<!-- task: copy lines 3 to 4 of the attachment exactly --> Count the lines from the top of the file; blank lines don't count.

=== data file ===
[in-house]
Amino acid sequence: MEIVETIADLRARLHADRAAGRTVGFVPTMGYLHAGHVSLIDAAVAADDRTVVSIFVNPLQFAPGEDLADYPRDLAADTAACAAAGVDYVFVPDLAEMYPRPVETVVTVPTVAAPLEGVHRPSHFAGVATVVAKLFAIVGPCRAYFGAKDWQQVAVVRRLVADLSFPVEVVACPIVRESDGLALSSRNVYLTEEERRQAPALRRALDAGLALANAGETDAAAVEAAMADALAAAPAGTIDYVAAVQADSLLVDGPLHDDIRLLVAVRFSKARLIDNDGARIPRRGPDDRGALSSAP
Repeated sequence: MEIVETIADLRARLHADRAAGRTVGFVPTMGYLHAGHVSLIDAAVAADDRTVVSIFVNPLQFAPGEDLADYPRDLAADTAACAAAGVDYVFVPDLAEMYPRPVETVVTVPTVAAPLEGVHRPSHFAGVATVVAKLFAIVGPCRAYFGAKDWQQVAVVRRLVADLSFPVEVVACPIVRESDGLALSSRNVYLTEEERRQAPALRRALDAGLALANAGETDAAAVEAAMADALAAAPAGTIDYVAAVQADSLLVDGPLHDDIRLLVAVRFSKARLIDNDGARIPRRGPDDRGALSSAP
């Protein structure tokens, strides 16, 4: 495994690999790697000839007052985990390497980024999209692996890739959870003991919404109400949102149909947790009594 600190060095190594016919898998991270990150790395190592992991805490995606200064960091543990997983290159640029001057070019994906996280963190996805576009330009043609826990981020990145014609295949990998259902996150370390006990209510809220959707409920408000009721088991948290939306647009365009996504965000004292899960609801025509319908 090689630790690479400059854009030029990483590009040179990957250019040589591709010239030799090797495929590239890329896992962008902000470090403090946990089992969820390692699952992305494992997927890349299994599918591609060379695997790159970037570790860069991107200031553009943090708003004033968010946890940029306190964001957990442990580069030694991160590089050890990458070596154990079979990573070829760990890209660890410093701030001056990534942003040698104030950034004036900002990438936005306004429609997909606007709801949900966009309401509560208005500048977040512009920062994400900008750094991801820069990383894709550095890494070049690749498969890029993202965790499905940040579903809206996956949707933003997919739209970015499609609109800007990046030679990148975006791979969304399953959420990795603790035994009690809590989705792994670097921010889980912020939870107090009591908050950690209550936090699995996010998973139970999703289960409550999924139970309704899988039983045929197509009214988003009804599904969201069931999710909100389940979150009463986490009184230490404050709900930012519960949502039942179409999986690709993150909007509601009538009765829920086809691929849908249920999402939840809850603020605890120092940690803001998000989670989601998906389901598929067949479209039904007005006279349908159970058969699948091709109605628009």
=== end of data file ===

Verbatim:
Repeated sequence: MEIVETIADLRARLHADRAAGRTVGFVPTMGYLHAGHVSLIDAAVAADDRTVVSIFVNPLQFAPGEDLADYPRDLAADTAACAAAGVDYVFVPDLAEMYPRPVETVVTVPTVAAPLEGVHRPSHFAGVATVVAKLFAIVGPCRAYFGAKDWQQVAVVRRLVADLSFPVEVVACPIVRESDGLALSSRNVYLTEEERRQAPALRRALDAGLALANAGETDAAAVEAAMADALAAAPAGTIDYVAAVQADSLLVDGPLHDDIRLLVAVRFSKARLIDNDGARIPRRGPDDRGALSSAP
């Protein structure tokens, strides 16, 4: 495994690999790697000839007052985990390497980024999209692996890739959870003991919404109400949102149909947790009594 600190060095190594016919898998991270990150790395190592992991805490995606200064960091543990997983290159640029001057070019994906996280963190996805576009330009043609826990981020990145014609295949990998259902996150370390006990209510809220959707409920408000009721088991948290939306647009365009996504965000004292899960609801025509319908 090689630790690479400059854009030029990483590009040179990957250019040589591709010239030799090797495929590239890329896992962008902000470090403090946990089992969820390692699952992305494992997927890349299994599918591609060379695997790159970037570790860069991107200031553009943090708003004033968010946890940029306190964001957990442990580069030694991160590089050890990458070596154990079979990573070829760990890209660890410093701030001056990534942003040698104030950034004036900002990438936005306004429609997909606007709801949900966009309401509560208005500048977040512009920062994400900008750094991801820069990383894709550095890494070049690749498969890029993202965790499905940040579903809206996956949707933003997919739209970015499609609109800007990046030679990148975006791979969304399953959420990795603790035994009690809590989705792994670097921010889980912020939870107090009591908050950690209550936090699995996010998973139970999703289960409550999924139970309704899988039983045929197509009214988003009804599904969201069931999710909100389940979150009463986490009184230490404050709900930012519960949502039942179409999986690709993150909007509601009538009765829920086809691929849908249920999402939840809850603020605890120092940690803001998000989670989601998906389901598929067949479209039904007005006279349908159970058969699948091709109605628009």